c19hcq.com  – a live systematic review of Hydroxychloroquine studies

hcqmeta.com – a live meta-analysis of Hydroxychloroquine studies

c19early.com – comparison of various drugs, reviewed by the same team

www.exstnc.com – collection of links and an international directory of doctors, prescribing Ivermectin

Front Line COVID-19 Critical Care (FLCCC) Alliance

I-MASK+ Prevention & Early Outpatient Treatment Protocol for COVID-19PDF

Response to the Washington Pos

FLCCC Alliance is not related to the America’s Frontline Doctors.

 

Nonpharmaceutical Interventions

Alternating Opening and Shutting Down

Instead of indefinite lockdowns, authorities would be wise to introduce short term (like two weeks) shutdowns in the areas where infections are spiking. Then, alternate between short-term opening and shutdowns. A person exposed to the Wuhan coronavirus achieves a plateau of immunity in two weeks. In the absence of symptoms, this immunity is likely to be limited, but allow the person to be exposed again with less risk (except for the elderly, of course). Also, infectious virus shedding usually stops or drops to insignificant levels within two weeks of infection. Those who do get sick, usually show symptoms and positive test results within a week. That allows authorities to detect the infection level in the middle of the two-week shutdown.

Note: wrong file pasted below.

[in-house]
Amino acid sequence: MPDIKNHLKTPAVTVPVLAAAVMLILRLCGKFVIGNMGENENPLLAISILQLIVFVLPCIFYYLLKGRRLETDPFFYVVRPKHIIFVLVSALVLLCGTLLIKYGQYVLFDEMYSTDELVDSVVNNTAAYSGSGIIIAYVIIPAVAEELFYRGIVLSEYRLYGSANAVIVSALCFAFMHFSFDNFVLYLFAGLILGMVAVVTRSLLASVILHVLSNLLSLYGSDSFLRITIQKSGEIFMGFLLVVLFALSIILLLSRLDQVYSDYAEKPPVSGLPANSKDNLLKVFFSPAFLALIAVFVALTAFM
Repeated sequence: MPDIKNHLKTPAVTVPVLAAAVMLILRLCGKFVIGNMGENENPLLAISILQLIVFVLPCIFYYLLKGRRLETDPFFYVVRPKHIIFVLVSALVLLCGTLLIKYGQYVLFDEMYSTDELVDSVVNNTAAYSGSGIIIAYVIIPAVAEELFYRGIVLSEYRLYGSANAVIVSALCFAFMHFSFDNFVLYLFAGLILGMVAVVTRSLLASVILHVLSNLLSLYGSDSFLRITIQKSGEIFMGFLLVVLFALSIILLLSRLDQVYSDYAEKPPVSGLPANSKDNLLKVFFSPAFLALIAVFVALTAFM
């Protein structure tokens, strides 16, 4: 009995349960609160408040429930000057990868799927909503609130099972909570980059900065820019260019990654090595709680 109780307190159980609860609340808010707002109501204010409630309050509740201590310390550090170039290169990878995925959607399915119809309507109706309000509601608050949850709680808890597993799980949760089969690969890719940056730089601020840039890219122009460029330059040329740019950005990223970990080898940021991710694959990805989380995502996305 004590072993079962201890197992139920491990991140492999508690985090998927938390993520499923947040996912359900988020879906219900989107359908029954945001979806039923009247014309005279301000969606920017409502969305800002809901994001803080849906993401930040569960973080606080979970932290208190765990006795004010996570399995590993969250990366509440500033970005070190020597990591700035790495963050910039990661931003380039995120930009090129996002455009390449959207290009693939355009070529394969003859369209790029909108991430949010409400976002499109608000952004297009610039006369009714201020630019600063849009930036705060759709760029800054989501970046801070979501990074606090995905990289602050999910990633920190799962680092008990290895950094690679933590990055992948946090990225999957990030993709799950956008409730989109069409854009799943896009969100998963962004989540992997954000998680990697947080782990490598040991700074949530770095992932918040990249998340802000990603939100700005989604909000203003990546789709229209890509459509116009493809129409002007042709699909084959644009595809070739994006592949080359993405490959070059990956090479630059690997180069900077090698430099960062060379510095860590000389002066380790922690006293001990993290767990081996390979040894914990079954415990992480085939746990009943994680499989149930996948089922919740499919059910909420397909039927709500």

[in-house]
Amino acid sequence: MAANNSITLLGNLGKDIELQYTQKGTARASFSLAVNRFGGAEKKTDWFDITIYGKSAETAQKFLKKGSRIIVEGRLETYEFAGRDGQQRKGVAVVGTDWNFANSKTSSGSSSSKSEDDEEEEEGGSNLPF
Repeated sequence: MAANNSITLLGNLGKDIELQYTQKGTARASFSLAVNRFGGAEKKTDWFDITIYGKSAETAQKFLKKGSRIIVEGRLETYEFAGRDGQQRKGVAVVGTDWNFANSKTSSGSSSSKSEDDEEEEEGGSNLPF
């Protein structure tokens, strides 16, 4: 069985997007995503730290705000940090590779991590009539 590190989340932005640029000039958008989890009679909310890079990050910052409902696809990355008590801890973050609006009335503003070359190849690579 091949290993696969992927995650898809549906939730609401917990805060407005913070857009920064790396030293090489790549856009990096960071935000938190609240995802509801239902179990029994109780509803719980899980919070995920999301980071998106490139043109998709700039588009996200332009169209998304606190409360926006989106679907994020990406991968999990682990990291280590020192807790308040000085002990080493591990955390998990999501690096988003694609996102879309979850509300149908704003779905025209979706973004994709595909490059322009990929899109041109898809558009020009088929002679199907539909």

A repeating cycle of “two weeks shutdown – one week open” might be highly effective in promoting natural immunity, especially in combination with pharmaceutical prophylaxis. An absence of a spike in new cases after the open week can signal it is time for opening.

If there are festivals or other potential super-spreader events, shutting down affected areas for 5-10 days after the event might also be useful.

No Mask Mandates

Ditch mask mandates. They do not help[12] and probably harm. Even W.H.O. does not recommend universal mask wearing. The so-called social media fell in love with universal masking because it makes in-person communication unpleasant and less personable, and it serves as a constant reminder of COVID-19. This diminishes in-person communication and increases social media usage and revenues. Just look at how the revenues and market caps of Big Tech have jumped since the start of the pandemic.

 

Remarks

  • Exposure to sunlight is necessary for optimal immunity. Some people might have had not enough of it, especially in Uttar Pradesh and other northern states. Individuals with darker skin need more exposure than those with lighter skin.
  • Higher indoor humidity and better ventilation decrease the transmission of the coronavirus indoors.
  • Ashish K. Jha is an evil idiot. Nobody should listen to him.
  • BTW, one of the internet’s downsides is that information is shared too quickly, making hard to form independent opinions, and even harder to detect informational dependencies. This problem is not limited to the science. The so-called social media exacerbates this problem.

This information is based on a great amount of peer-reviewed and published research, much of which is linked to here. It is intended to inform medical doctors and researchers, and thus help curb India’s second COVID-19 wave. I am not a medical doctor – a medical doctor would have already been under investigation for offering such shocking advice as the active treatment and/or prevention of COVID-19.

via Science Defies Politics

https://ift.tt/3gX1Uk0

May 2, 2021 at 07:24PM